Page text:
Riddle me this - when is a Ted Wilford mystery not really a Ted Wilford mystery? Why, when Ted Wilford is not the one solving the mystery, that's when!
I enjoyed the first two books in this Ted Wilford series, and so I picked up this third mystery with the expectation that it would be just as good. I was surprised, though, when the story opened with not Ted, but rather, his brother Ronald. Thinking this was simply a lead-in to Ted's latest mystery, I kept on reading, only to discover that no - The Star Reporter Mystery was Ronald Wilford's opportunity to shine and show off his reporting and mystery-solving skills.
I have to admit, this mystery kept me guessing. With Barry Knight, nothing is exactly what it seems. The more Ronald delves into the mystery, the more twists and turns there are. Ronald ultimately elects to follow up on a letter of recommendation that was the only personal item in Barry Knight's personnel file at the paper, in the hopes that uncovering elements of Barry's personal life and past life might shed some light on where he has gone. The only problem is, the man who wrote the letter of recommendation is deceased, his wife does not recall Barry Knight, and the town high school and the local newspaper have absolutely no records of a Barry Knight having ever lived there or having gone to school there!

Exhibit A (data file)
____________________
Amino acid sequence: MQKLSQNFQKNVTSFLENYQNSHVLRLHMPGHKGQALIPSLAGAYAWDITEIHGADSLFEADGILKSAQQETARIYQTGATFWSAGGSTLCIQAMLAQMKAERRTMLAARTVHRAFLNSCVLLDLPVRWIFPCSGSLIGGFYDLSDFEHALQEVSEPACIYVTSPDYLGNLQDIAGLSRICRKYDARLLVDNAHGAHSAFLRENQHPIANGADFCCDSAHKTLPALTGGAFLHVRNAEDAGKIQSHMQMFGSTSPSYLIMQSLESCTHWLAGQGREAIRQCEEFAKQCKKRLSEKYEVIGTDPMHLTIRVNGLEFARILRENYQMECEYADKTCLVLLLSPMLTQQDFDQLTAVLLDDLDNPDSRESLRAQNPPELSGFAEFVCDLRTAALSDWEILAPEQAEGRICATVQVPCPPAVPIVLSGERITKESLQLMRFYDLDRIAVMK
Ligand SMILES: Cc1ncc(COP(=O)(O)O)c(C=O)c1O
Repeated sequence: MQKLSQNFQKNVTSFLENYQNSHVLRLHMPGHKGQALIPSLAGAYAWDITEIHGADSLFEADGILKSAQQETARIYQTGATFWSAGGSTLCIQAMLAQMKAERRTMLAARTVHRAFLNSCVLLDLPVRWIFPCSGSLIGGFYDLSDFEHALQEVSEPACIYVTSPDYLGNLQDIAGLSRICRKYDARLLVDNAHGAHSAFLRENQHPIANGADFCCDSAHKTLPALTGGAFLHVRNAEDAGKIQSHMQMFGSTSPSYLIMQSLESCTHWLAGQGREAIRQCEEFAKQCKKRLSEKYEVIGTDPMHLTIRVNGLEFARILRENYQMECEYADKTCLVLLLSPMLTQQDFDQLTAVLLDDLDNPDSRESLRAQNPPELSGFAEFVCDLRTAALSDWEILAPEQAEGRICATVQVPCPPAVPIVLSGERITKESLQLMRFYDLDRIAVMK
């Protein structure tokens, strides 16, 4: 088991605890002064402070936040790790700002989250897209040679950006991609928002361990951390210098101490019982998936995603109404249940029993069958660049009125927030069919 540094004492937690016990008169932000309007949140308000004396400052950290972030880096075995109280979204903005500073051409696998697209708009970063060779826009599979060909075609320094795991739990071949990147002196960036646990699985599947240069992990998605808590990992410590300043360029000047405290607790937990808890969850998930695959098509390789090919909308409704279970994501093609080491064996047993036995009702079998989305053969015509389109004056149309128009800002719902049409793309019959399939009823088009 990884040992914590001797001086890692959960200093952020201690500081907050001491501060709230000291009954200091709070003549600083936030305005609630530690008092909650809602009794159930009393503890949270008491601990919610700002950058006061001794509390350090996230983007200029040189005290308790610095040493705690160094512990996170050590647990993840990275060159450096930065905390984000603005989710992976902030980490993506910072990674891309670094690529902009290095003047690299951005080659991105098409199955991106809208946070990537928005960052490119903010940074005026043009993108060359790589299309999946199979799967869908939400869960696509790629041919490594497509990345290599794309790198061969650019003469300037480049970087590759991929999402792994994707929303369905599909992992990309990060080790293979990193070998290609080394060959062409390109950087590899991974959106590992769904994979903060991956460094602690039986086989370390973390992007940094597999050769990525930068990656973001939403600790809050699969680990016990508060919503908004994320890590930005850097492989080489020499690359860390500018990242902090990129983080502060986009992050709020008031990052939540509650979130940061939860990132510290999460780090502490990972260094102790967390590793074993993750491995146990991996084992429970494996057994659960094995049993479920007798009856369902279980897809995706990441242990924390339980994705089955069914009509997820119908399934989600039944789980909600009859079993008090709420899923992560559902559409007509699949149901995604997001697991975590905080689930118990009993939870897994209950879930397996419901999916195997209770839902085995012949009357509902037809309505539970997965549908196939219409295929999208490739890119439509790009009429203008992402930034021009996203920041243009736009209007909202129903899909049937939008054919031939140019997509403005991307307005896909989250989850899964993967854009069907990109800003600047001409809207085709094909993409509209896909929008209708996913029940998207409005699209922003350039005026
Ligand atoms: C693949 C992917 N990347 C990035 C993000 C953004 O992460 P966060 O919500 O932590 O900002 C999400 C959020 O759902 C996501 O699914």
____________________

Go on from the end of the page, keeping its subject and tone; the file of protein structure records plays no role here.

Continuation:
So this begs the question - just who is Barry Knight, really?
Ronald begins to pick up on clues that he gleans from the newspaper reports of a robbery at a local gas station in Barry's alleged home town, and ultimately he calls his brother, Ted, to come help him as he picks up on the trail of where Barry may have gone. Along the way, Barry's father suddenly appears, hoping to locate his missing son, and the three of them head up into the mountains to a secluded hunting lodge, in the hopes of finding Barry. It's a definite race against time, as not only are Ronald and Ted searching for Barry, but men working for a purported crime syndicate are also hunting for Barry, and a possible avalanche in the snow-filled mountains threatens them all!
Once again, Norvin Pallas has written an intriguing tale that is not obvious from the get-go, which makes for a very enjoyable read. I am definitely thrilled that Wildside Press is reprinting this series that I (and probably countless others) would never have the opportunity to read, and I'm looking forward as more of the books are published!
RATING: 9 visits to Short Vincent out of 10 for keeping the mysteries surprising and fresh and proving that even a boys' mystery can be a great read.